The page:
< Earlier Kibitzing · PAGE 2 OF 2 ·
|May-31-10|| ||Dr. J: <bishop55: On 16.Nxc6 black has 16...Qc7 and 17...Bg4. His position is preferable.>|
After 16 Nxc6 Qc7 17 Nd4 Bg4 now wouldn't 18 Nxd5 or Ncxb5 or Ndxb5 would still give better play than the text?
|Jun-20-10|| ||Phony Benoni: A fine sporting achievement.|
|Jun-20-10|| ||al wazir: I think white is better off playing 5. Qa4+ Nc6 6. c5 Bxd2+ 7. Nxd2 Bd7 7. Bb5|
|Jun-20-10|| ||Jamboree: It seems to me that White starts falling apart on move 21. Just about every move from there to the end of the game is a blunder. 21. Ne2? is pointless -- he needs to get his bishop out and his rooks in the center ASAP. Something like 21. Bh3 hitting black's rook with tempo and then centralizing his kingside rook seems much better than the game continuation. White wastes six of his last ten moves futilely trying to reposition his knight while leaving his other pieces sitting unused in the hangar. And even after all that, his knight still ends up on the wrong square. Another blunder immediately afterward is 22. Kb1? Why walk into a back-rank mating net? What is gained? If you're going to move the king anywhere, I'd get aggressive with 22. Kd2 and use the king like a second extra piece to force black to cope with annoying little threats which may cause his to go to squares less than ideal. After that it's all downhill as white just moves his knight in a circle while black prepares for the kill.|
Going back to move 21, considering how the game eventually went, I'd even prefer 21. Nxd5?! cd 22. Rxd5 a6 23. a4 followed eventually getting the bishop out and Rhd1 and just try to survive a pawn down endgame with B vs. N. Giving yourself a chance to draw is better than sitting on your hands until Dr. Checkmate shows up.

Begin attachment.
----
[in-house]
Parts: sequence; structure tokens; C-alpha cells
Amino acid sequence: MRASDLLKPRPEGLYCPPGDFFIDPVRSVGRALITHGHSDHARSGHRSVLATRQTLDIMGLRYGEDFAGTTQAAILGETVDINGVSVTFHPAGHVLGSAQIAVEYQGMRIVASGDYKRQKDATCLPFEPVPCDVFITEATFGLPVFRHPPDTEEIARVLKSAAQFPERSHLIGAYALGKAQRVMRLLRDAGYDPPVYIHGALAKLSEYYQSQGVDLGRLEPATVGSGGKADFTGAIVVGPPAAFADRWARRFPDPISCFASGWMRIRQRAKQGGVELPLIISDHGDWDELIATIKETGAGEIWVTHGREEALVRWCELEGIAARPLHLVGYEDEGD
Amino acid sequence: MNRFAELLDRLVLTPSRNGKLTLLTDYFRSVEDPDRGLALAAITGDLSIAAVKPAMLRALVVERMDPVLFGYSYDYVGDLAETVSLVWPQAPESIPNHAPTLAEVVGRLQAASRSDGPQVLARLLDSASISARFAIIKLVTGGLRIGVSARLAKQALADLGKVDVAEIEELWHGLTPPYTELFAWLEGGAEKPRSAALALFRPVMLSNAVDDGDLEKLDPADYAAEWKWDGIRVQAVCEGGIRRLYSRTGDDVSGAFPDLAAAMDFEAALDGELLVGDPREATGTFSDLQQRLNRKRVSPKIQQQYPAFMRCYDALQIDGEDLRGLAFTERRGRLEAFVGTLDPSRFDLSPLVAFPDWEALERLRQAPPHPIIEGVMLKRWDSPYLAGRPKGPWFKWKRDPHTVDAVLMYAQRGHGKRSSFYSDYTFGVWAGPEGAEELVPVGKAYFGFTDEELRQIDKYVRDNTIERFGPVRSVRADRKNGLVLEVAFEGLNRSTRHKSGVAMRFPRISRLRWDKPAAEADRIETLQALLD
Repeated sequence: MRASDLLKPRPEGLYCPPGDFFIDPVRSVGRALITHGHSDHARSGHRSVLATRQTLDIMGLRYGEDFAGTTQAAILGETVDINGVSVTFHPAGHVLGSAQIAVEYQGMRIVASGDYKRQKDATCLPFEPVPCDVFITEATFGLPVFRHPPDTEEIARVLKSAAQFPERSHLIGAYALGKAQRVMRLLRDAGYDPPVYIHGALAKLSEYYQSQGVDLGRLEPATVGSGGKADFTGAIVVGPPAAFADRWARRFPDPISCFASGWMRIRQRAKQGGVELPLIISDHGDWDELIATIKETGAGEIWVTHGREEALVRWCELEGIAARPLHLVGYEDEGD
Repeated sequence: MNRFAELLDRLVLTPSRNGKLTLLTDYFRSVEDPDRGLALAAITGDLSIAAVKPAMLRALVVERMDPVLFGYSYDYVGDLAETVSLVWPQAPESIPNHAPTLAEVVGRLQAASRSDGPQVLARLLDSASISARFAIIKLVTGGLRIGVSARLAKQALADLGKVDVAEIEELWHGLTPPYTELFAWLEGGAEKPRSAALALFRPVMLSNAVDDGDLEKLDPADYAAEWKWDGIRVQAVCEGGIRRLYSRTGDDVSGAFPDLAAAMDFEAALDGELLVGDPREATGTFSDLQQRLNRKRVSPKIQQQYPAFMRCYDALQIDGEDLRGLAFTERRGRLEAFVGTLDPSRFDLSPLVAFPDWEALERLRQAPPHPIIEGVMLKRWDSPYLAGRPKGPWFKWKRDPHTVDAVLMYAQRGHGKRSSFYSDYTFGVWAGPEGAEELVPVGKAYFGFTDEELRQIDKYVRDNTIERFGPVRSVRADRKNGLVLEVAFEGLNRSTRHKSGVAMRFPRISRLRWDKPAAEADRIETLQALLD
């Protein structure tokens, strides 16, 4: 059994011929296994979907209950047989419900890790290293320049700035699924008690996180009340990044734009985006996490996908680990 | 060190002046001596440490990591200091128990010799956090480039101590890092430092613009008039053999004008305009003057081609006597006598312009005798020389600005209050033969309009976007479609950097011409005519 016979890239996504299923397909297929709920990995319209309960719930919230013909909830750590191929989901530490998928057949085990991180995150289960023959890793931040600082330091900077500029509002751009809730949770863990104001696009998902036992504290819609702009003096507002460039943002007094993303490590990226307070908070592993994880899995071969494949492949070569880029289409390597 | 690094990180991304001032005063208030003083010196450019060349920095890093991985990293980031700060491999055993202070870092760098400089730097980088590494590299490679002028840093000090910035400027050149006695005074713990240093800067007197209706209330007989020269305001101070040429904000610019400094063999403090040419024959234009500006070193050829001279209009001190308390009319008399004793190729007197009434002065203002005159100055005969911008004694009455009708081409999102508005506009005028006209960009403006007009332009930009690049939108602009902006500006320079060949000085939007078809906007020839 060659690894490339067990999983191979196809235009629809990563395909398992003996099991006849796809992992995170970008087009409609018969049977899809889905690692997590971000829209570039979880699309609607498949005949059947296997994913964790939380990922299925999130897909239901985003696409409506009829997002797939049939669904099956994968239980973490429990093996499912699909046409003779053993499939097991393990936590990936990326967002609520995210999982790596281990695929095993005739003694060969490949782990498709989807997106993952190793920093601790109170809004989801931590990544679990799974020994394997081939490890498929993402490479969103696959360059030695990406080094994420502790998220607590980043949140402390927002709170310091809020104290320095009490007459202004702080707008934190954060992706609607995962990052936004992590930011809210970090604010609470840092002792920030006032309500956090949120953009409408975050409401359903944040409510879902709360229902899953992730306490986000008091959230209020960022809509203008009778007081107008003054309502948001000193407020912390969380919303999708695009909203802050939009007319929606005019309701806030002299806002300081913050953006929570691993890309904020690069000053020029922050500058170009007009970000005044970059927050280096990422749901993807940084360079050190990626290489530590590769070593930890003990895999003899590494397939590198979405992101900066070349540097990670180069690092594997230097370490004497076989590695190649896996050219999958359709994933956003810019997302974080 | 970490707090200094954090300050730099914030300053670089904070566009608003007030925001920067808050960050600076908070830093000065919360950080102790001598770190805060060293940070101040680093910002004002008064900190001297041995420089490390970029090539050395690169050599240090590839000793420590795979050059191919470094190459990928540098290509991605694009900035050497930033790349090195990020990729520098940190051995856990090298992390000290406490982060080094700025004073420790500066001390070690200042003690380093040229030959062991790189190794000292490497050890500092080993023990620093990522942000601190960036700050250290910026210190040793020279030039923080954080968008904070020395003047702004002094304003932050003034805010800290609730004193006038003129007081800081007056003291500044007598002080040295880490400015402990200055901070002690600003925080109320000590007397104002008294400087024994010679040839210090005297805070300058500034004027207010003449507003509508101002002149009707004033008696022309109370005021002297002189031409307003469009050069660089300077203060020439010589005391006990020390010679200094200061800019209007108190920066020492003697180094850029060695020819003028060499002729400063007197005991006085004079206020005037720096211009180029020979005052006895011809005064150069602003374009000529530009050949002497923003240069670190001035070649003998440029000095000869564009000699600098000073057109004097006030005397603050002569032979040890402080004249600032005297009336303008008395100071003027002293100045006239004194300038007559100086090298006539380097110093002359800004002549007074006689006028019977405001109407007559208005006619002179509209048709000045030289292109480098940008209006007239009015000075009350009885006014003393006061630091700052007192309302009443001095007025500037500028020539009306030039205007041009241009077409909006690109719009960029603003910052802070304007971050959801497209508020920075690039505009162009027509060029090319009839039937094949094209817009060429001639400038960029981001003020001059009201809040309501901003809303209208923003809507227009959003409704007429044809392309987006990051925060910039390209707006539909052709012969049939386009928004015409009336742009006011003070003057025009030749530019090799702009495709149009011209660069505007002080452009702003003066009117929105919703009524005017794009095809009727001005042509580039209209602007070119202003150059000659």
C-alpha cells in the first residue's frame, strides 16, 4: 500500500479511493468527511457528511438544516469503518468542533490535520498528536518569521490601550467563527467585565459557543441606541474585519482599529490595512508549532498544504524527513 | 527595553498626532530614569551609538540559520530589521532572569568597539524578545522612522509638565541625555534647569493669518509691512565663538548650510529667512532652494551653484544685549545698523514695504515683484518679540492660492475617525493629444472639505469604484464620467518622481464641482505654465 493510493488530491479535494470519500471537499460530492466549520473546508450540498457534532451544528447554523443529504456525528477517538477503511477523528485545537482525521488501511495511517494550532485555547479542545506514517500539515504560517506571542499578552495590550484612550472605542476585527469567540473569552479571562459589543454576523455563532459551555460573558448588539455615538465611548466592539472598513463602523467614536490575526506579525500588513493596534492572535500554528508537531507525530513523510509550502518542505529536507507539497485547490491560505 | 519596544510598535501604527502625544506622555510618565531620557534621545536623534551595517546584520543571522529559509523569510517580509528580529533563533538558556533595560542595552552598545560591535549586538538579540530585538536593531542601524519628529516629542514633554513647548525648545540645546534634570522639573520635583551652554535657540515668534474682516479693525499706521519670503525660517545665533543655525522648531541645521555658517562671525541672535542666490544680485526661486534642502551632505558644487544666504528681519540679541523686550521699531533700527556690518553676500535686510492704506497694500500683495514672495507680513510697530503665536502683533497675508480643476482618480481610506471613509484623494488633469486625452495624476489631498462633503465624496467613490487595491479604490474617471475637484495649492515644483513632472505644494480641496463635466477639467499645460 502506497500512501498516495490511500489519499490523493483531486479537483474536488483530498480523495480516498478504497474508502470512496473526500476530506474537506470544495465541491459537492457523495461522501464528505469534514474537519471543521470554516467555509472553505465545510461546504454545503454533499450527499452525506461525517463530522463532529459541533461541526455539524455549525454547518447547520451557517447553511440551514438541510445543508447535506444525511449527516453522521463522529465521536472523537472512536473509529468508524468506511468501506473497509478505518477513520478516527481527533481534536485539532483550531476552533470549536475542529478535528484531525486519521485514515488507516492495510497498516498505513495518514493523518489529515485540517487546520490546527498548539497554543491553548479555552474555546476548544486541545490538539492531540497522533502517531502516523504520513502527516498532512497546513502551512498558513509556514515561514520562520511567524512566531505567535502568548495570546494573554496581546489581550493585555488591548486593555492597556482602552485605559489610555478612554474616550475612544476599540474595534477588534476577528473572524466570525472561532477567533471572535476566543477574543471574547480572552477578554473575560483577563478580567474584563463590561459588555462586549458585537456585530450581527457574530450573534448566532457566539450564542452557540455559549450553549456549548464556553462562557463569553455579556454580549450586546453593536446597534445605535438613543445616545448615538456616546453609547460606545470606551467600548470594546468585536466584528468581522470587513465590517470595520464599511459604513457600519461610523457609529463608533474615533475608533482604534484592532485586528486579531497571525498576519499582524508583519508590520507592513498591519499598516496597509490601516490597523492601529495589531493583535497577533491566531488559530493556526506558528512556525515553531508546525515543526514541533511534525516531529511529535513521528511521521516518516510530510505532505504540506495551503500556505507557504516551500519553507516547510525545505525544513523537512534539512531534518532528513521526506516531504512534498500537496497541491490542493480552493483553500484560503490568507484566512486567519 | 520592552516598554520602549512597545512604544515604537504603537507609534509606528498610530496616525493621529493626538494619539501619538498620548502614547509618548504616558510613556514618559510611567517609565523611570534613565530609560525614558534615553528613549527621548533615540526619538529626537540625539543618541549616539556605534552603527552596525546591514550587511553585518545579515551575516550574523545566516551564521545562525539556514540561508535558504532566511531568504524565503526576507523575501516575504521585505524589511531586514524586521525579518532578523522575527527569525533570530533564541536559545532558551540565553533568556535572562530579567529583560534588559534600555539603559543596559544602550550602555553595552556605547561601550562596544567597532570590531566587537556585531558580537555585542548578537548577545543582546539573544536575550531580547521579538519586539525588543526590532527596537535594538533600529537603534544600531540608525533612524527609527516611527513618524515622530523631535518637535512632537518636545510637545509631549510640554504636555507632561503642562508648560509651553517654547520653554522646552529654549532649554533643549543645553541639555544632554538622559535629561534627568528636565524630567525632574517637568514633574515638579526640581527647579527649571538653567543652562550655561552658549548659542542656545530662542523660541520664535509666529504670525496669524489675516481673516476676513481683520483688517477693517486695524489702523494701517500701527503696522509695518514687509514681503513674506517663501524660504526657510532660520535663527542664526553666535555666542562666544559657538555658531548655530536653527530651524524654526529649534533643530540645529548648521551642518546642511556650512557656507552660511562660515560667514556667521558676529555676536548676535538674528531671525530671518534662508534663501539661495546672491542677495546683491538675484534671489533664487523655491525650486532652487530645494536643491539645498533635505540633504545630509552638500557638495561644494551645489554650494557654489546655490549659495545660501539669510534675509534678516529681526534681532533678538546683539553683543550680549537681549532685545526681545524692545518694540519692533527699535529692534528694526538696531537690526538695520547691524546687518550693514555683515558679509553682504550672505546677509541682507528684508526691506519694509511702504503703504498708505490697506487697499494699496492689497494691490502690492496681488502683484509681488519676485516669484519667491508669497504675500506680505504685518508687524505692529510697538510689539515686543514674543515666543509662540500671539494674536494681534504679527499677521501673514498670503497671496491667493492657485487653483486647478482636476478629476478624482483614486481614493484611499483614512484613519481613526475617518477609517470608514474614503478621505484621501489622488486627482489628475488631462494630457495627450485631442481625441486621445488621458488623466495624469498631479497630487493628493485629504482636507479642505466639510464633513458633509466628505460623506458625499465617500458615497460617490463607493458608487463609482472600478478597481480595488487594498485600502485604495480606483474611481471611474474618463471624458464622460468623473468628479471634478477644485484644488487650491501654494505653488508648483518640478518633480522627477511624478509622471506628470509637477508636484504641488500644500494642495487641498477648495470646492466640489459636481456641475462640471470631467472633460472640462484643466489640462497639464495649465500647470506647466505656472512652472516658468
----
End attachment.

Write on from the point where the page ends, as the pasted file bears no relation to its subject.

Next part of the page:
|Jun-20-10|| ||twinlark: |
The pun of the day also refers to an Aussie song written in 1957 by Rolf Harris called <Tie Me Kangaroo Down Sport>.
Here's the great man singing the song at the Royal Albert Hall 52 years later: http://www.youtube.com/watch?v=lofg...
|Jun-20-10|| ||Once: I love black's last move. 30...Rd2 threatens white's hyperactive knight and his Rd1. If 31. Rxd2 Re1+ 32. Rd1 Rxd1#|
|Jun-20-10|| ||brettls: What happens if white decides to play 31 Bxc4?|
|Jun-20-10|| ||ClassZPlaya: <brettls> On 31. Bxc4 R4xd4 (for example) leaves Black two pawns ahead in a winning endgame.|
|Jun-20-10|| ||brettls: but if 31. Bxc4 R4xd4, then 32. Bxb3 and black has only an advantage of one pawn while white can attack these?|
|Jun-20-10|| ||LarsenBentYou: canada represent!! spraggett!|
|Jun-20-10|| ||Eggman: Selected Spraggett annotations:
<By chance, I was slated to play 3 of the top 4 contenders (to qualify for the candidates matches) in the last 3 rounds ... this gave me somewhat of an unfair advantage, as I was not as nervous as my opponents - after all, I had everything to gain and they had everthing to lose!>
3...Qe7?! <... following Keres, but I realize now this move is just weak.>
4.e4! d5? <After this move, Black encounters severe difficulties ... I figured that if Keres suggested a move, then it had to be good! There is , however, a big difference between actually playing a move and suggesting one!>